Diagnosis of Gout

Gout tends to be relatively straightforward to diagnose. However, a few conditions can mimic gout. To help diagnose gout, your health care provider may: 

  • Ask you to provide your medical history, including:
    • Your symptoms.
    • Any risk factors you have.
    • Any medications you have taken.
  • Examine the affected joints.
  • Order a laboratory test to check urate levels in your blood.
  • Take a sample of fluid from one of your painful joints, a swollen bursae (fluid-filled sac that cushions the joint), or a tophus to look for urate crystals using a special microscope.
  • Order an ultrasound or special CT scan to check for urate crystal buildup in the affected joint as well as to diagnose other conditions that may be causing the symptoms.

Treatment of Gout

Depending on your symptoms and the cause of your gout, treatment plans may differ from person to person. However, the goals for treating gout are the same for each person and include:

  • Reduce the pain from gout flares.
  • Prevent future flares.
  • Prevent and resolve tophi to stop damage to your joints.
  • Care for other conditions or complications that happen with gout, such as heart and kidney diseases.

When you have gout, your doctor may recommend medications to manage the underlying cause of gout and treat active gout flares.

To treat a gout flare, your doctor may recommend medications including:

  • Over-the-counter or prescription anti-inflammatory medications, which can reduce pain and swelling.
  • Colchicine, which helps to relieve gout pain. This medication works best when taken when symptoms first appear.

Corticosteroids, which can help decrease inflammation, provide pain relief, and reduce joint swelling. Corticosteroids may be given by mouth or injected directly into the affected joint. Because they are potent medications, your doctor will prescribe the lowest dose possible to achieve the desired benefit. 

Another key step to treating gout is managing hyperuricemia, which is the underlying cause of gout. There are medications available to lower urate levels, including:

  • Xanthine oxidase inhibitors, which help prevent the production of urate.
  • Uricosuric agents, which help the kidneys flush more urate out of the body.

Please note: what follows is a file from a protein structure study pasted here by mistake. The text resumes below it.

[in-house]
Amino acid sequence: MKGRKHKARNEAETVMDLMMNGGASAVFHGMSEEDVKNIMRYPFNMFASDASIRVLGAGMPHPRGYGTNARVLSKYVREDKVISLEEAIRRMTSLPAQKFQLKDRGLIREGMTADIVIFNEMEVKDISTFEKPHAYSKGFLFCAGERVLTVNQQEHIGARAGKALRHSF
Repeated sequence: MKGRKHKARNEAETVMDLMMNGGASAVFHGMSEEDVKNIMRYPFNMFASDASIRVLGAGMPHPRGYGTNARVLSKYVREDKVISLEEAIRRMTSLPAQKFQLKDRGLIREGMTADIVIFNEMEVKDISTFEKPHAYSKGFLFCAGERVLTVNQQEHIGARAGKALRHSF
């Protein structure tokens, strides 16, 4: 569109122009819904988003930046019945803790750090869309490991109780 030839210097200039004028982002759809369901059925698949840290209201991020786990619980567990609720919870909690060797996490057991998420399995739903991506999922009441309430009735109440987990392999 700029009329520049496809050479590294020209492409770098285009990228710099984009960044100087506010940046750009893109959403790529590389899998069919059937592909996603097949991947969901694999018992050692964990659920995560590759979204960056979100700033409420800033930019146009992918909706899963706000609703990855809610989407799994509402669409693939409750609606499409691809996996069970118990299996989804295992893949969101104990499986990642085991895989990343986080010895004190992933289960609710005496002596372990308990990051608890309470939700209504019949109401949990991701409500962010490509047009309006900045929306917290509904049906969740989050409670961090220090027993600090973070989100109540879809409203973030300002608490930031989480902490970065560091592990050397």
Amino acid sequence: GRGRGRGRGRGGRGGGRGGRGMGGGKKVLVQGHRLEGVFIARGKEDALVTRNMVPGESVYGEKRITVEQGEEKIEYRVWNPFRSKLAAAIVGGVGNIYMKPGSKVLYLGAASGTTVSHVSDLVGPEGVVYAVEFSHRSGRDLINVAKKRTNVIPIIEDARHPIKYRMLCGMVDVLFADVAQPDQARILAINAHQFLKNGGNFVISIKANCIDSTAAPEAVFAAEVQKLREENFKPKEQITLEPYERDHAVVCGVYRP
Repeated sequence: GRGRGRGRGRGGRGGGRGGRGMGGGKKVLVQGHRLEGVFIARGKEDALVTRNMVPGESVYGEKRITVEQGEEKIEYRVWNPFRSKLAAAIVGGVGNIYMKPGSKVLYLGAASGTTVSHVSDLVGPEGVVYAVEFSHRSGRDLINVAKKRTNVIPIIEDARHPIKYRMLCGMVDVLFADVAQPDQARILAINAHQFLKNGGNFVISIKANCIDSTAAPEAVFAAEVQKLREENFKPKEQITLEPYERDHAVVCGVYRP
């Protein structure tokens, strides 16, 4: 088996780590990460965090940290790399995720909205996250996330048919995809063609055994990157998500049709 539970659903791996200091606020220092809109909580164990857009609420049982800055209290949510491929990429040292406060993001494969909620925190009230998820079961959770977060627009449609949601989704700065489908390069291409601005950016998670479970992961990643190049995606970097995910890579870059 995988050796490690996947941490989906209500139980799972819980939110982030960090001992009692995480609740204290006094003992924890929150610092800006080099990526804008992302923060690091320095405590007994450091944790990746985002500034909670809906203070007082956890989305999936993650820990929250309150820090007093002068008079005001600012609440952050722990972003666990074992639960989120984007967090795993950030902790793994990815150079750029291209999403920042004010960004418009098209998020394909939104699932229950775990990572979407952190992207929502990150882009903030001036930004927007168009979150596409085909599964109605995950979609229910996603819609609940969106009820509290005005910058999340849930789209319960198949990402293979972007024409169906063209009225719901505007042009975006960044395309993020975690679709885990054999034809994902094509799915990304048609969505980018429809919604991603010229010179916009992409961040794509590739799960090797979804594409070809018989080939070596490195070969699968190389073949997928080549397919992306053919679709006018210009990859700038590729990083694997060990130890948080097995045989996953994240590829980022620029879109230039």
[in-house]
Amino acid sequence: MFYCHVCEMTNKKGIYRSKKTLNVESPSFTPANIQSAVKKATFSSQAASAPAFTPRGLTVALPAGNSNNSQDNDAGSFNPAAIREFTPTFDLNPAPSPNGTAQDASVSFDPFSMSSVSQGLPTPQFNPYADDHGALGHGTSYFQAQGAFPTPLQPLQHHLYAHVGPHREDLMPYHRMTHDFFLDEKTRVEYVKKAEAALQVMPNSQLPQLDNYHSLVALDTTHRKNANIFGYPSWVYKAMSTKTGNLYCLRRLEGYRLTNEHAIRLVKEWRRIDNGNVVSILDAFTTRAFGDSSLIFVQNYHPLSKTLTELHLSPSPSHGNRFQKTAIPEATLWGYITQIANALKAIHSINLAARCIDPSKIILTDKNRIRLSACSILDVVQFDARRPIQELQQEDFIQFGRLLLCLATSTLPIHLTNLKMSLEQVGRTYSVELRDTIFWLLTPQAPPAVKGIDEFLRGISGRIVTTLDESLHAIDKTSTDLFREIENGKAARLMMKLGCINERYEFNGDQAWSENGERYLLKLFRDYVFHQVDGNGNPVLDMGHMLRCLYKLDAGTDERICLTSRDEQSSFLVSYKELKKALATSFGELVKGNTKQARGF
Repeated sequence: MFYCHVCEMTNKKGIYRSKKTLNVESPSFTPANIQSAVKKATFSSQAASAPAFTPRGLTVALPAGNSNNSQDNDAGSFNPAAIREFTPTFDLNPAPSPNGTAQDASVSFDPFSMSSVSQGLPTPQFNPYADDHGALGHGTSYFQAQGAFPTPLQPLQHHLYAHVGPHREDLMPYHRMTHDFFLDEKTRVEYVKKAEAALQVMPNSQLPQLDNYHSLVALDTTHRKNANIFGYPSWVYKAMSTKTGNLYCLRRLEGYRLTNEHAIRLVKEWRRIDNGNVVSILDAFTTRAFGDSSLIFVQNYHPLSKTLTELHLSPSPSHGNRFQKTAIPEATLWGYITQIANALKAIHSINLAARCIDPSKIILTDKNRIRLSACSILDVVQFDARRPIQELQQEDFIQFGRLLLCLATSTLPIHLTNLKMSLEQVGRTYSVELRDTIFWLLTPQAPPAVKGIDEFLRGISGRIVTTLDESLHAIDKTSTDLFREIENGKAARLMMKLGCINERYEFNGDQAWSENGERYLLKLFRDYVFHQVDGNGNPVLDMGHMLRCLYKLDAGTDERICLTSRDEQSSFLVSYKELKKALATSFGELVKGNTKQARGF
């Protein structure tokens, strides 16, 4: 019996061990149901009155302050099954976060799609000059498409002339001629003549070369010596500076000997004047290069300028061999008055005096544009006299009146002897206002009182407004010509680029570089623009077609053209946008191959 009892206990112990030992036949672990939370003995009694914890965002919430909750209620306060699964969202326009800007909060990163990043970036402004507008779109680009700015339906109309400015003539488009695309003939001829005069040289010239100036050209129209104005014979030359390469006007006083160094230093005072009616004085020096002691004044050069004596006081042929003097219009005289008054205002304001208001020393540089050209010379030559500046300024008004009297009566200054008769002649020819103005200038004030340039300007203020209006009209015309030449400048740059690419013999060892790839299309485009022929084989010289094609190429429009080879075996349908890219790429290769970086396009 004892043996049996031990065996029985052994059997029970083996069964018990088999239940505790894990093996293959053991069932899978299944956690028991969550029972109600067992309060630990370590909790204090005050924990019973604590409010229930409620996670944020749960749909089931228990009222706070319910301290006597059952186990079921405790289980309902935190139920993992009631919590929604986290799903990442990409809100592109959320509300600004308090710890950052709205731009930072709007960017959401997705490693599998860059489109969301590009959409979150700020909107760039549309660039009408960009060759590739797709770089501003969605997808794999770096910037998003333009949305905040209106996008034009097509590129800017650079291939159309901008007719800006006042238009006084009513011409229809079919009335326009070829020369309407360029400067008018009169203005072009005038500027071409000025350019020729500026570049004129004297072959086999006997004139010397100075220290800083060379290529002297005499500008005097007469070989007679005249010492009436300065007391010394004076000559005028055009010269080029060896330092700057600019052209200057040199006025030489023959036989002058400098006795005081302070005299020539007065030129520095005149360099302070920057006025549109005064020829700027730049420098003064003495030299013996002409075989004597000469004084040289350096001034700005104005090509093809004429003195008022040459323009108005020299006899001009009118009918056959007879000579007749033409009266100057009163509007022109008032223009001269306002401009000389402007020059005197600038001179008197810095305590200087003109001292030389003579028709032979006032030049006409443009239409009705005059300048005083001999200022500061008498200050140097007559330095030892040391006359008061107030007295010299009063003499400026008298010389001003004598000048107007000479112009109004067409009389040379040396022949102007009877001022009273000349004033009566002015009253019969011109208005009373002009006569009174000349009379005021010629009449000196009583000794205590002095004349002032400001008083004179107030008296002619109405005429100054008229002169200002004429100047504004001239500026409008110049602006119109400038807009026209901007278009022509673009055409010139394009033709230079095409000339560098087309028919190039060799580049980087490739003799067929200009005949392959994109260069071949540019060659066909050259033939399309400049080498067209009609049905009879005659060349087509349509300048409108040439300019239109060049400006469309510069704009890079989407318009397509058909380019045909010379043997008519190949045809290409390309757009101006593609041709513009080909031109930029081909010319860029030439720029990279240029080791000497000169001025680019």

• Uricase, which breaks down urate into a form that is easily removed from the body. This medication is recommended for people who have not responded to other medications.

Other treatments may include making diet and lifestyle changes to reduce risk factors you can control.

Who Treats Gout?

Health care providers who may provide treatment for gout include:

  • Rheumatologists, who specialize in arthritis and other diseases of the bones, joints, and muscles.
  • Primary care providers (PCPs), such as internists, who specialize in the diagnosis and medical treatment of adults. Most people with gout are managed by their PCPs.
  • Dietitians, who can teach you about how to follow a healthy diet to improve your health.
  • Nurse educators, who specialize in helping people understand their overall condition and set up their treatment plans.
  • Pharmacists, who dispense medications and teach people about the medications, including the importance of taking them as prescribed.

Living With Gout

There are many things you can do to help manage gout. You can make some lifestyle changes to help you have fewer gout flares and manage your symptoms, such as:

  • Losing weight. If you are overweight or obese, losing weight through a reduced calorie diet and increased exercise helps reduce urate levels, which can help stop or lower the number of flares you have.
  • Making diet changes to help reduce blood urate levels and gout flares, such as: 
    • Drinking fewer alcoholic beverages. This includes nonalcoholic beer.
    • Avoiding sugar-sweetened drinks, such as soda.
    • Avoiding red meats and organ meats (liver, kidney, tongue, and sweetbreads) that are higher in purines and may increase the risk for other health conditions.  
    • Avoiding certain seafood, such as shellfish (shrimp and lobster), sardines, and anchovies.
  • Following the Dietary Approaches to Stop Hypertension (DASH) eating plan.  This diet is particularly helpful for the many gout patients who also have high blood pressure. The DASH eating plan can help improve high blood pressure and may help lower blood urate levels. By lowering urate levels, this plan may help prevent gout flares. The DASH eating plan includes:
    • Eating plenty of vegetables, fruits, and whole grains.
    • Eating low-fat or fat-free dairy products, poultry, and oils.
    • Limiting foods high in saturated fats.
    • Limiting sugar-sweetened foods and drinks.
  • When you have a gout flare, you can do the following to help reduce symptoms from the flare:
    • Applying ice to the affected area to help reduce swelling and pain.
    • Elevating the affected limb, if possible, to help reduce swelling.
    • Resting the affected joint.
  • When gout is associated with frequent flares or tophi, lifestyle changes alone are not sufficient to manage gout and medications to lower urate levels in your blood are the mainstay for managing gout. Taking the medications prescribed for this purpose by your doctor regularly is the key to preventing gout flares from occurring and preventing or reducing tophi. Nevertheless, maintaining healthy weight and diets are also important to help lower the risk of cardiovascular complications, which are common among gout patients.

Always talk with your doctor before making any changes to your diet or medications.

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